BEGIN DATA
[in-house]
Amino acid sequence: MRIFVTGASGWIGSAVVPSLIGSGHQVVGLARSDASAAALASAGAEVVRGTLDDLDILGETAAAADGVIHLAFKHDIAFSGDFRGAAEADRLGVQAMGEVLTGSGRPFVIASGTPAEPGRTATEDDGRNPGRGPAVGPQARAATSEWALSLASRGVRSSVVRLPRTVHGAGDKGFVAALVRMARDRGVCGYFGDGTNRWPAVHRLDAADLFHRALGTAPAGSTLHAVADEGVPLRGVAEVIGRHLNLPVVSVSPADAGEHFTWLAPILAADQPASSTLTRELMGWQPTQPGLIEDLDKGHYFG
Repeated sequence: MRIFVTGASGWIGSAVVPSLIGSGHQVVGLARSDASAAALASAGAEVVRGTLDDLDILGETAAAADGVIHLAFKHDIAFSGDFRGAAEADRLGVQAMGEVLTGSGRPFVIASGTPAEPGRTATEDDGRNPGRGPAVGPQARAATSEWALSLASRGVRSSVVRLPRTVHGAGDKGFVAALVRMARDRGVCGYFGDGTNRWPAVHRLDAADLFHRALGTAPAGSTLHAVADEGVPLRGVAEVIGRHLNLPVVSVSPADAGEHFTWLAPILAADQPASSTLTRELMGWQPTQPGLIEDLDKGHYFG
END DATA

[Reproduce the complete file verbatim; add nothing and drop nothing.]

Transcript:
[in-house]
Amino acid sequence: MRIFVTGASGWIGSAVVPSLIGSGHQVVGLARSDASAAALASAGAEVVRGTLDDLDILGETAAAADGVIHLAFKHDIAFSGDFRGAAEADRLGVQAMGEVLTGSGRPFVIASGTPAEPGRTATEDDGRNPGRGPAVGPQARAATSEWALSLASRGVRSSVVRLPRTVHGAGDKGFVAALVRMARDRGVCGYFGDGTNRWPAVHRLDAADLFHRALGTAPAGSTLHAVADEGVPLRGVAEVIGRHLNLPVVSVSPADAGEHFTWLAPILAADQPASSTLTRELMGWQPTQPGLIEDLDKGHYFG
Repeated sequence: MRIFVTGASGWIGSAVVPSLIGSGHQVVGLARSDASAAALASAGAEVVRGTLDDLDILGETAAAADGVIHLAFKHDIAFSGDFRGAAEADRLGVQAMGEVLTGSGRPFVIASGTPAEPGRTATEDDGRNPGRGPAVGPQARAATSEWALSLASRGVRSSVVRLPRTVHGAGDKGFVAALVRMARDRGVCGYFGDGTNRWPAVHRLDAADLFHRALGTAPAGSTLHAVADEGVPLRGVAEVIGRHLNLPVVSVSPADAGEHFTWLAPILAADQPASSTLTRELMGWQPTQPGLIEDLDKGHYFG